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  • Terrorist Attack at Pensacola Air Station: Powerful Lessons 
  • New DSS Department Head Named
     

Terrorist Attack at Pensacola Naval Air Station

Powerful Lessons of December 6, 2019 from an MSU Graduate

 

Missouri State University’s Graduate Department of Defense and Strategic Studies is proud of its graduates and thought it would be great to highlight them on our new Facebook page to share what they are doing now. To kick things off, we reached out to one recent graduate, Ensign Joe Zeman, USN, newly married, and living his dream as a participant in the Navy’s Flight School, at the Pensacola Naval Air Station, in Florida. A humble chap, the first question Joe asked was “Why me?” and we said, “Why not you?” We wanted to make our alumni highlight series relevant and interesting for current and potential students. Little did we know just how interesting and relevant this particular alum highlight would be due to the terrorist attack on December 6th at the Pensacola Naval Air Station.

Joe graduated in May 2019, with a Master of Science in Defense and Strategic Studies (DSS), from Missouri State University, Washington, D.C. Metro Area campus.  His thesis research topic was “Disaggregating the United States Military: An Analysis of the Current Organizational and Management Structure of U.S. National Security Policy as it Relates to Military Operations in Space.”   

                               
When asked what he liked most about the DSS graduate program, he shared, “On a professional level, I enjoyed exposure to world-class defense practitioners. On a personal level, while at DSS I gained a deep appreciation for higher education and recognized the importance of fostering lifelong relationships with students and faculty. More than anything, DSS gave me the ability to access current events in an analytical manner. It provided me with the confidence and knowledge to effectively argue in favor of my own ideas and beliefs with regards to defense-related issues.” What makes a guy, with a Bachelor of Science degree in kinesiology decide to get a post graduate degree in defense and strategic studies? It was all part of a greater plan.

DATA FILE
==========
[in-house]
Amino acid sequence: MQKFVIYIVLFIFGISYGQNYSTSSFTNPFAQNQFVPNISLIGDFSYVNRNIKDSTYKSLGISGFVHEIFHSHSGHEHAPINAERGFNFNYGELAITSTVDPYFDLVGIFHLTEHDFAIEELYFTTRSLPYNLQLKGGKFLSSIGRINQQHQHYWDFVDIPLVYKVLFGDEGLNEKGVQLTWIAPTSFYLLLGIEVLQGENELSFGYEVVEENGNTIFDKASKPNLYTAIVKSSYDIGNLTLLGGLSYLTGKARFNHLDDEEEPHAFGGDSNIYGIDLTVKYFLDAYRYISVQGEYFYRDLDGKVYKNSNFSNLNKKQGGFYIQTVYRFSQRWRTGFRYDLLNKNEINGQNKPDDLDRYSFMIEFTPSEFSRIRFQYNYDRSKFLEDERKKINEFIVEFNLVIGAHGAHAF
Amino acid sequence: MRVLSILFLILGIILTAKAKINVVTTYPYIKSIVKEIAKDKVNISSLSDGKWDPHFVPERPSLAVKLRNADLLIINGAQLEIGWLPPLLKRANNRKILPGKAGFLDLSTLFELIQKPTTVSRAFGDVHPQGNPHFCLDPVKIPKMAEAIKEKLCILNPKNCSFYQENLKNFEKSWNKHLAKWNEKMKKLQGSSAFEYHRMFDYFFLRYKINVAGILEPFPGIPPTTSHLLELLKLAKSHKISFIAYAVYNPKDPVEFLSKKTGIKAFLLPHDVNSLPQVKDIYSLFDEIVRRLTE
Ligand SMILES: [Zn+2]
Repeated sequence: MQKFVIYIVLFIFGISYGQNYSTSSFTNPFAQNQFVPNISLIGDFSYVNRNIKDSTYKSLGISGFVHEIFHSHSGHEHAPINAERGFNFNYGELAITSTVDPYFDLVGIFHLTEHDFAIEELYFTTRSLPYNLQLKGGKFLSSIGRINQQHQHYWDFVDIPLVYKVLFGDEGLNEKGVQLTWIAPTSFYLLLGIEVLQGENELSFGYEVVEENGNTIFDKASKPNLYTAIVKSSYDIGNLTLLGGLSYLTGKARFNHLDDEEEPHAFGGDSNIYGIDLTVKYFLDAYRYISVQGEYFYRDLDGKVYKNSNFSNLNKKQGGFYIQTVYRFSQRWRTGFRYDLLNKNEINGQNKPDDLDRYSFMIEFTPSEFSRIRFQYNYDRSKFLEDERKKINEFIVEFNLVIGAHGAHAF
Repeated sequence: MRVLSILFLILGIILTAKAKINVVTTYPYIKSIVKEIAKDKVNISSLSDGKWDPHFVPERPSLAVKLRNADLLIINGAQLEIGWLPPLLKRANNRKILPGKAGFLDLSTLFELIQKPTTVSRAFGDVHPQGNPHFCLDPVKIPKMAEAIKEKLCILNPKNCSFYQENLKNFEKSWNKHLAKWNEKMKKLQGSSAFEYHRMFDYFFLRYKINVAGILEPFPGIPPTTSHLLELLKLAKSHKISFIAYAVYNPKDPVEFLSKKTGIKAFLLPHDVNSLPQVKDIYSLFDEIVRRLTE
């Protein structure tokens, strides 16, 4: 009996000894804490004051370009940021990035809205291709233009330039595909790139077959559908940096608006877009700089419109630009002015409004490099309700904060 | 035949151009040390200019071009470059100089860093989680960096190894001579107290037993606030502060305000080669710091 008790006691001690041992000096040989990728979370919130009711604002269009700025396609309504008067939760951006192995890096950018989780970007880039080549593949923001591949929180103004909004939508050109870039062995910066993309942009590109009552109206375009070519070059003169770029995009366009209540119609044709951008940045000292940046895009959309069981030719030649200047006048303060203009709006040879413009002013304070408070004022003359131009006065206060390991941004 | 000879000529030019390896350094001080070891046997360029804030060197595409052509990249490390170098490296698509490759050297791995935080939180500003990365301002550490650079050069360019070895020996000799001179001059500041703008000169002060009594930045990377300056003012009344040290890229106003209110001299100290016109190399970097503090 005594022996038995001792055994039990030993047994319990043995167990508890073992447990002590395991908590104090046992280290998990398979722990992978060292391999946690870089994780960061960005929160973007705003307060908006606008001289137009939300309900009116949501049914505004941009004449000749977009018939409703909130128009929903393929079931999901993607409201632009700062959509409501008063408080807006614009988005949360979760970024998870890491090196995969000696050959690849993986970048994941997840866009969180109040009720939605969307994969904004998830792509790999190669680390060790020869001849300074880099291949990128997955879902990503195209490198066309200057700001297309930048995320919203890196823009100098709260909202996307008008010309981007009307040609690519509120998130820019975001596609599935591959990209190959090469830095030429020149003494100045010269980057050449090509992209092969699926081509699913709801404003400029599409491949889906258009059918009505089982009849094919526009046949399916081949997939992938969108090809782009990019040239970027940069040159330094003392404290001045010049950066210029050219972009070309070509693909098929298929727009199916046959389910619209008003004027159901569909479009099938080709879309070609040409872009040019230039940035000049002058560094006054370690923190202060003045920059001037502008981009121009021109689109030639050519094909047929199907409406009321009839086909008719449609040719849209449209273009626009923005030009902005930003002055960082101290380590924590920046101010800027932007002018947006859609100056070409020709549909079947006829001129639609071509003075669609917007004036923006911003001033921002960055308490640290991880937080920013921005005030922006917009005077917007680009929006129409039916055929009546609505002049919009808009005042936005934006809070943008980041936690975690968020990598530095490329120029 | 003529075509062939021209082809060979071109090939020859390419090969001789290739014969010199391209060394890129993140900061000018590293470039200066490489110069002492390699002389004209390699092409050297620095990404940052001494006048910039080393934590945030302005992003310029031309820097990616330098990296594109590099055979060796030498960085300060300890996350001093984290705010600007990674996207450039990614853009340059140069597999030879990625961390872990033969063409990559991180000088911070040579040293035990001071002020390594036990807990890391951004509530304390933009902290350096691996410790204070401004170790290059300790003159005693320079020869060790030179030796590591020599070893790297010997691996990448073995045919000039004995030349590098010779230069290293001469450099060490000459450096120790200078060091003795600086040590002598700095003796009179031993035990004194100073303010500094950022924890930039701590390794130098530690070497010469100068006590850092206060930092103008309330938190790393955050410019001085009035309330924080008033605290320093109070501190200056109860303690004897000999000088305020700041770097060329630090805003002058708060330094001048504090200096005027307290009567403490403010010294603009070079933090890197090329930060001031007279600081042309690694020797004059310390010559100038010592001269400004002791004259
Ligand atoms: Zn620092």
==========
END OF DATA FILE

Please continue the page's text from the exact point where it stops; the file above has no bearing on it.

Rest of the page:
For Joe, his plan was always to apply to be a U.S. Naval Officer, go to flight school, earn his “Wings of Gold”, join a Naval squadron, and later return to DSS for his Professional Doctorate. On Friday, December 6th, stationed at Pensacola Naval Air Station, it was a day just like any other day, until it wasn’t.

With no warning, he and approximately 45 members of his flight school learning community, faced a fellow student, transformed into an armed terrorist shooting to kill. Their classmate, a Saudi Arabian Air Force officer, opened fire in a classroom, shooting randomly at his peers. Chaos ensued within two floors of the education building, causing those present to literally run for their lives. Three heroic men, Jason Kaleb Watson, Mohammed “Mo” Haitham, Cameron Walters, died trying to stop the shooter, while eight others were injured in what should have been a safe place. 

In Joe’s note to DSS Department Head, Dr. John Rose:
Never did I imagine that I would be in the same building as the gunman when he decided to begin firing, none of us did. Days after the event had occurred, the approximately 45 students, who were at the scene, realized we were going to grow a new appreciation for life after having to run for our own.

When Dr. Rose, learned that Joe was among those who personally experienced the trauma of what occurred, he asked if we should share what happened as part of the Facebook feature. It was a question that made us give pause, leaving a more difficult question. “How would DSS have responded, if Joe were among those lost December 6th?” The answer is simple. We’d want to celebrate and honor his life.